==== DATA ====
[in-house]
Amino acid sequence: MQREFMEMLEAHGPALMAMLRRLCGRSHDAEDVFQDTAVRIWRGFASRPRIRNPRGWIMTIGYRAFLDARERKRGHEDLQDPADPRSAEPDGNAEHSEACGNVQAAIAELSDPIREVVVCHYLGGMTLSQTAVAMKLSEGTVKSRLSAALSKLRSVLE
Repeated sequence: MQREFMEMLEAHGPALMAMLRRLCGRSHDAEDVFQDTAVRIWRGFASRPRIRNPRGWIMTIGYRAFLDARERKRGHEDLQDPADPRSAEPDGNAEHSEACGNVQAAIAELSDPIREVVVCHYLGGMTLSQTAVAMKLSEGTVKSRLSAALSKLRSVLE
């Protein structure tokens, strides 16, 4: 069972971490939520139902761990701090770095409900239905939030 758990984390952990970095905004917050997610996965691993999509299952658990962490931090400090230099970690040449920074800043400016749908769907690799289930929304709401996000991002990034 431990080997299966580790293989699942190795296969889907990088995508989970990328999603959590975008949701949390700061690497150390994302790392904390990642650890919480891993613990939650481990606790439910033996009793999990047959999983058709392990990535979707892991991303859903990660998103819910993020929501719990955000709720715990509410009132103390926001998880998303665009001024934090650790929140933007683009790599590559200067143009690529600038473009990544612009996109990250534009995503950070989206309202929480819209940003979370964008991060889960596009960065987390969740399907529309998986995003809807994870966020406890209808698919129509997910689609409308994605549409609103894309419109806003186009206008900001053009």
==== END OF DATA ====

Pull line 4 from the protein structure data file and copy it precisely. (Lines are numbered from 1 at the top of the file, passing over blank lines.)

């Protein structure tokens, strides 16, 4: 069972971490939520139902761990701090770095409900239905939030 758990984390952990970095905004917050997610996965691993999509299952658990962490931090400090230099970690040449920074800043400016749908769907690799289930929304709401996000991002990034 431990080997299966580790293989699942190795296969889907990088995508989970990328999603959590975008949701949390700061690497150390994302790392904390990642650890919480891993613990939650481990606790439910033996009793999990047959999983058709392990990535979707892991991303859903990660998103819910993020929501719990955000709720715990509410009132103390926001998880998303665009001024934090650790929140933007683009790599590559200067143009690529600038473009990544612009996109990250534009995503950070989206309202929480819209940003979370964008991060889960596009960065987390969740399907529309998986995003809807994870966020406890209808698919129509997910689609409308994605549409609103894309419109806003186009206008900001053009």